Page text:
“If you want us to believe in freedom, we need to get paid for it,” Hutchins said. “If I’m not getting paid, I’m not going to work.”

Where to get help

As the military overseas waits for formal Pentagon guidance on how to handle troop pay questions and concerns in light of a possible government shutdown, the services’ relief funds are gearing up to help out affected personnel.

If an airman has a financial emergency due to the government shutdown and loss of pay, the Air Force Aid Society can assist, according to Susan Monteverde, the group’s emergency assistance department loan officer.

“If someone can’t buy food because they are not getting their paycheck, we would help them buy food,” she said.

Should a shutdown happen, AFAS headquarters would consult with individual bases to ensure that personnel there have the ability to assist and write checks, she said.

Monteverde said if airmen are having trouble paying their bills, they should work with local credit counselors to contact credit card companies to explain the situation and get due date extensions.

AFAS offers “Falcon Loans” of $500 or less that can be used for emergency needs such as basic living expenses, car repairs, emergency travel and other needs, she said. The streamlined application process requires no budget information, backup documentation or command approval.

“All our loans are interest-free and repayment is based on a person’s ability and situation,” she said. “Usually (airmen) pay back the loans through allotments out of their paycheck.”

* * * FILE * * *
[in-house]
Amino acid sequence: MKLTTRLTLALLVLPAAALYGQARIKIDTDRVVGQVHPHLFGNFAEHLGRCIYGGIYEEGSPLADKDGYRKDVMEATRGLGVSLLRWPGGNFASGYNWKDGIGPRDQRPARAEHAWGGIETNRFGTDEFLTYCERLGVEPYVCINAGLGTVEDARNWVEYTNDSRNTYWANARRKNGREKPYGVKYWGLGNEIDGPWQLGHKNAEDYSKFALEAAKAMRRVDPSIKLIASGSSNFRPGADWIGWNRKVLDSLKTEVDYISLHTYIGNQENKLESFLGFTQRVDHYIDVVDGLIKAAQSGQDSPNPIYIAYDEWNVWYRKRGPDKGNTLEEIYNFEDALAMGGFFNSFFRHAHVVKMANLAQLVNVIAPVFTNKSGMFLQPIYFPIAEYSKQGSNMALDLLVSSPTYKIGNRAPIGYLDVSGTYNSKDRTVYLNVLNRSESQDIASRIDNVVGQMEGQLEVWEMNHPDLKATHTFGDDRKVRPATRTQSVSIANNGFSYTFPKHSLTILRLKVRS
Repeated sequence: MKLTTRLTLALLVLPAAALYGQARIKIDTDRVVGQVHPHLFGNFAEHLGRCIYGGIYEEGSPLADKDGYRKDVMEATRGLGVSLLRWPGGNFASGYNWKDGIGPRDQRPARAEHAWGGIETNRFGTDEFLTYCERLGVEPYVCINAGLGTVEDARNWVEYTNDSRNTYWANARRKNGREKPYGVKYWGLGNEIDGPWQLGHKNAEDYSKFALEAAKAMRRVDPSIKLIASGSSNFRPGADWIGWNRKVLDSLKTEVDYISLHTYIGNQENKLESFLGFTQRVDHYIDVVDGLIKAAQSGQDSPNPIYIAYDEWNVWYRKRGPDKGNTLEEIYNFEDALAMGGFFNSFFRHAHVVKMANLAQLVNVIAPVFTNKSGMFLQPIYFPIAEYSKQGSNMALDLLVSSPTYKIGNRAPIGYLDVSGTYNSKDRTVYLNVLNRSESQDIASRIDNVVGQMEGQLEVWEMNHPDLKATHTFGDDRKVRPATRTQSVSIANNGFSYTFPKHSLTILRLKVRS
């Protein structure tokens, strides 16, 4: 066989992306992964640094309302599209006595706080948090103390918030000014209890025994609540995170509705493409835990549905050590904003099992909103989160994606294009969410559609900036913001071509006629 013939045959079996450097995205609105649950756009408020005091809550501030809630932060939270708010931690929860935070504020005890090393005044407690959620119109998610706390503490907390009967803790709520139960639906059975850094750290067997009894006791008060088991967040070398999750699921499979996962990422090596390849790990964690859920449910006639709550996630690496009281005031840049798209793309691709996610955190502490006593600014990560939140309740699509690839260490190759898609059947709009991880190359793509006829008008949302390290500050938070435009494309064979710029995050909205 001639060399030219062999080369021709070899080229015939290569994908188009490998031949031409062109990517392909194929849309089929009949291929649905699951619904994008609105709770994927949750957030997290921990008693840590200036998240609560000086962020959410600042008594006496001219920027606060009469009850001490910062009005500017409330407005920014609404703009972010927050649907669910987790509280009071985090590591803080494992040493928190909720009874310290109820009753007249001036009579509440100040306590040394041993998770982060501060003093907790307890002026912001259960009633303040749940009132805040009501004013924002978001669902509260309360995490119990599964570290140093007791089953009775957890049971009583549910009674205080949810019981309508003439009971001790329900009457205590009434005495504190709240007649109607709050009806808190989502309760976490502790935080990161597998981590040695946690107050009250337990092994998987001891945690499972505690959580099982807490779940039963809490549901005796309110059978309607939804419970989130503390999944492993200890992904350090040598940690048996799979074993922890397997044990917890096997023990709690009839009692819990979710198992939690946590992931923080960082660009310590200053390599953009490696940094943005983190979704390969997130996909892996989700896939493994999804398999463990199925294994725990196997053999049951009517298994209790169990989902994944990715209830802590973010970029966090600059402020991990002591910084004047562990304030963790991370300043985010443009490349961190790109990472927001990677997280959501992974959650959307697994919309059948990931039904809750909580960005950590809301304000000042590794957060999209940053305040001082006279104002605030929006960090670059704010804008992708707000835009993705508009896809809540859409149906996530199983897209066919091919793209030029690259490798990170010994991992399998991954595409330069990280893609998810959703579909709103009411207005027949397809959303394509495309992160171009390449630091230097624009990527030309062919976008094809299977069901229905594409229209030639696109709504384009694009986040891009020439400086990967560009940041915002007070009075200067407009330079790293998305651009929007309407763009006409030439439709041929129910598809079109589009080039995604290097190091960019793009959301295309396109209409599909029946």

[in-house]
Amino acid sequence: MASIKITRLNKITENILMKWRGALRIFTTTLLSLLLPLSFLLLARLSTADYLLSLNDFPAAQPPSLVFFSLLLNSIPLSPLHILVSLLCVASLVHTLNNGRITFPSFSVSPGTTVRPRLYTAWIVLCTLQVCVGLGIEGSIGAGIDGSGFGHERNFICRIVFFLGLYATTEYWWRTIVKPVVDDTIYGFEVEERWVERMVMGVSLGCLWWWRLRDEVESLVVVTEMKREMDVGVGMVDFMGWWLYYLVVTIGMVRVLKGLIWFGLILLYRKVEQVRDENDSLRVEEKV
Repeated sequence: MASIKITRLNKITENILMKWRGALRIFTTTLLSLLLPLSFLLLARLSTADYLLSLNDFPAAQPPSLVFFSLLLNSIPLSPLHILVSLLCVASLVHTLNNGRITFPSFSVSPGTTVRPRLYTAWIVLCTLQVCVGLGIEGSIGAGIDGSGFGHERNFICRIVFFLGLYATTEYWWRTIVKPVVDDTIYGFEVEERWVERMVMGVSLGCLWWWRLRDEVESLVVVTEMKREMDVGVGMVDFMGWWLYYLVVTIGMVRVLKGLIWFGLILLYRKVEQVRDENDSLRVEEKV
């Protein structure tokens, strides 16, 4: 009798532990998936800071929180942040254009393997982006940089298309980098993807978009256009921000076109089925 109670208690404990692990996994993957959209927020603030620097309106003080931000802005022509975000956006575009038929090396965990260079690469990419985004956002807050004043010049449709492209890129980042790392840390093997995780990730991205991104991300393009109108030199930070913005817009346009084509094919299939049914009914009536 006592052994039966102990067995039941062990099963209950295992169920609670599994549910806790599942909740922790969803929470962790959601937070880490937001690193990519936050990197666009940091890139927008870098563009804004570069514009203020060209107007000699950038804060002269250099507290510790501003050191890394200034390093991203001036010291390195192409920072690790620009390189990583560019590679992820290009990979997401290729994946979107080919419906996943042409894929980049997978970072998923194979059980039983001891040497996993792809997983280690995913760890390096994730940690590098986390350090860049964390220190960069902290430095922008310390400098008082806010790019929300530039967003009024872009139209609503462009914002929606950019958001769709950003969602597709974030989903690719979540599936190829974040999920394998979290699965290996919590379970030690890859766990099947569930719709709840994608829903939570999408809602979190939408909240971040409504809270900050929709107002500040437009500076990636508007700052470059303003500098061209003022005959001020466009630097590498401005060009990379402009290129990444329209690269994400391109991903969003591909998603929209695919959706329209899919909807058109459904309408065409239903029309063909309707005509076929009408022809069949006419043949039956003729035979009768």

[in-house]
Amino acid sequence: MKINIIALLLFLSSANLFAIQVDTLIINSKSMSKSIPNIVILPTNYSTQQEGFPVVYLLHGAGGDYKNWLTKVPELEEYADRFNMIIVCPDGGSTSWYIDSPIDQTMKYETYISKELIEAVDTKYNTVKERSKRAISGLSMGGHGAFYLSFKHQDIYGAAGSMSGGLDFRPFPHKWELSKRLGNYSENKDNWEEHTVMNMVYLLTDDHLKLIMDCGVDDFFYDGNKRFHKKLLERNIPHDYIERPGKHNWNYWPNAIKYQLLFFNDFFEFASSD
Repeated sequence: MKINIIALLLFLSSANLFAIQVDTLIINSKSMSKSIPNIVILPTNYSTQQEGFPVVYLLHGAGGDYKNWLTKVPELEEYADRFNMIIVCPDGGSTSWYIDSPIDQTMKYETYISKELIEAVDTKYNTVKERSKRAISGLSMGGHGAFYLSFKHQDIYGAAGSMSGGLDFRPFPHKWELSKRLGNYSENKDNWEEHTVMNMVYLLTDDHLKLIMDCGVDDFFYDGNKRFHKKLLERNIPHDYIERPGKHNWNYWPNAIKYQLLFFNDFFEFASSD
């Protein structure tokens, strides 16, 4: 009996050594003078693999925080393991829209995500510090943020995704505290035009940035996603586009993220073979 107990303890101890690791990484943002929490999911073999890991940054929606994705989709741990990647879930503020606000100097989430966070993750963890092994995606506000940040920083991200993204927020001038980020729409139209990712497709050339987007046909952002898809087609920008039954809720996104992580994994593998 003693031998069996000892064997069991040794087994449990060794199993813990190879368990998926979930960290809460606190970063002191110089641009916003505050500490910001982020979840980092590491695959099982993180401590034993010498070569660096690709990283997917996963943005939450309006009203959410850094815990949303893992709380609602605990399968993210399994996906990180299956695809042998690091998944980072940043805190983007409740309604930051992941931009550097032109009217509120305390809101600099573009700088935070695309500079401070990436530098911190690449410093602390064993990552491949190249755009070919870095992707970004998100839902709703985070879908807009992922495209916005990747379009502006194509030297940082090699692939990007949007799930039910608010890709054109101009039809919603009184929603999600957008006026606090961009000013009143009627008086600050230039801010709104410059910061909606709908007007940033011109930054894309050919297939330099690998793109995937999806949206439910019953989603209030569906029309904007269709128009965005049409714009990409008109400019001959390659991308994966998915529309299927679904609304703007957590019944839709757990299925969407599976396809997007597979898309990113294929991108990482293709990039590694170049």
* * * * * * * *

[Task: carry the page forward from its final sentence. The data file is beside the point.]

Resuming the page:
Soldiers facing hardship due to a government shutdown can contact Army Emergency Relief for financial assistance.

There are no limits to the group’s financial assistance, but there is a $1,000 ceiling for an expedited payment, according to Andrew Cohen, the group’s treasurer and deputy finance director.

Cases beyond $1,000 would still be addressed, but not under an expedited process, Cohen said in an email.

Cohen said the organization will continue to operate as normal under a government shutdown and will work to meet a potential increased demand.

“Should it be necessary to provide assistance to a large number of soldiers due to a pay disruption, AER will provide no-interest loans for basic living expenses up to $1,000 based on individual need,” he said in an email. “AER assistance is not intended to serve as pay replacement, but only to ensure soldiers and their families have resources for basic items such as food and transportation.”

The Navy-Marine Corps Relief Society will also remain open with normal hours in the event of a shutdown.

Quick, short-term, interest-free loans will be available to sailors and Marines for essential items such as food, gas and other necessities, according to society vice president John Alexander.

Pre-approved checks of $300 for single sailors and Marines, and $600 for Navy and Marine Corps families are available, Alexander said in an email.

Clients will need to show a military ID card and sign a repayment document to receive the loans, he said.

“This situation will be treated as we would a natural disaster,” Alexander said, “requiring rapid financial assistance without reviewing budgets or providing financial counseling.”

Stars and Stripes reporters John Vandiver, Ashley Rowland, Dan Blottenberger and Kevin Baron contributed to this story.